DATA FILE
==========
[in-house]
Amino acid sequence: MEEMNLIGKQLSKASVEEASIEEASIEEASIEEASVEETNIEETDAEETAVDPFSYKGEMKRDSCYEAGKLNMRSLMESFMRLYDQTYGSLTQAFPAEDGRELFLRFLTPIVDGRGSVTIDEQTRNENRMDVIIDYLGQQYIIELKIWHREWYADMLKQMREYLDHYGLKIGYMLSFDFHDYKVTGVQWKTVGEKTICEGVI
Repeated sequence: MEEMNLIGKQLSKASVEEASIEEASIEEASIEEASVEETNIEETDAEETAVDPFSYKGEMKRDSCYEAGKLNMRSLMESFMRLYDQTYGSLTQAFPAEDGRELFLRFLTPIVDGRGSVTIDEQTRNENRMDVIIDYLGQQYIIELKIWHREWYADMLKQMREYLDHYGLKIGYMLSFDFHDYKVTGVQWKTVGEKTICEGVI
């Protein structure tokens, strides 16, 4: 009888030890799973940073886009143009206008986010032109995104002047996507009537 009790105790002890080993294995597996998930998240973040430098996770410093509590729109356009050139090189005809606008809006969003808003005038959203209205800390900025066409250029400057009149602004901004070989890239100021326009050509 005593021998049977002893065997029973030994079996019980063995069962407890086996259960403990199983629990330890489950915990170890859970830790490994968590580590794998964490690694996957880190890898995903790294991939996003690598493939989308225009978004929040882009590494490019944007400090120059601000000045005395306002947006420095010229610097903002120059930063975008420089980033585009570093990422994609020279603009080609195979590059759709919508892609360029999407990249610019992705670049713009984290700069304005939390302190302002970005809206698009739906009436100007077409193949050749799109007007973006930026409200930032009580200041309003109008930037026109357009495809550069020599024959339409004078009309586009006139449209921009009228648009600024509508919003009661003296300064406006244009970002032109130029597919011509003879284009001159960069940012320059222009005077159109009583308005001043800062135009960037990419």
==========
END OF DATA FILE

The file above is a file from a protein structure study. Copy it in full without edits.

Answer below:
[in-house]
Amino acid sequence: MEEMNLIGKQLSKASVEEASIEEASIEEASIEEASVEETNIEETDAEETAVDPFSYKGEMKRDSCYEAGKLNMRSLMESFMRLYDQTYGSLTQAFPAEDGRELFLRFLTPIVDGRGSVTIDEQTRNENRMDVIIDYLGQQYIIELKIWHREWYADMLKQMREYLDHYGLKIGYMLSFDFHDYKVTGVQWKTVGEKTICEGVI
Repeated sequence: MEEMNLIGKQLSKASVEEASIEEASIEEASIEEASVEETNIEETDAEETAVDPFSYKGEMKRDSCYEAGKLNMRSLMESFMRLYDQTYGSLTQAFPAEDGRELFLRFLTPIVDGRGSVTIDEQTRNENRMDVIIDYLGQQYIIELKIWHREWYADMLKQMREYLDHYGLKIGYMLSFDFHDYKVTGVQWKTVGEKTICEGVI
């Protein structure tokens, strides 16, 4: 009888030890799973940073886009143009206008986010032109995104002047996507009537 009790105790002890080993294995597996998930998240973040430098996770410093509590729109356009050139090189005809606008809006969003808003005038959203209205800390900025066409250029400057009149602004901004070989890239100021326009050509 005593021998049977002893065997029973030994079996019980063995069962407890086996259960403990199983629990330890489950915990170890859970830790490994968590580590794998964490690694996957880190890898995903790294991939996003690598493939989308225009978004929040882009590494490019944007400090120059601000000045005395306002947006420095010229610097903002120059930063975008420089980033585009570093990422994609020279603009080609195979590059759709919508892609360029999407990249610019992705670049713009984290700069304005939390302190302002970005809206698009739906009436100007077409193949050749799109007007973006930026409200930032009580200041309003109008930037026109357009495809550069020599024959339409004078009309586009006139449209921009009228648009600024509508919003009661003296300064406006244009970002032109130029597919011509003879284009001159960069940012320059222009005077159109009583308005001043800062135009960037990419």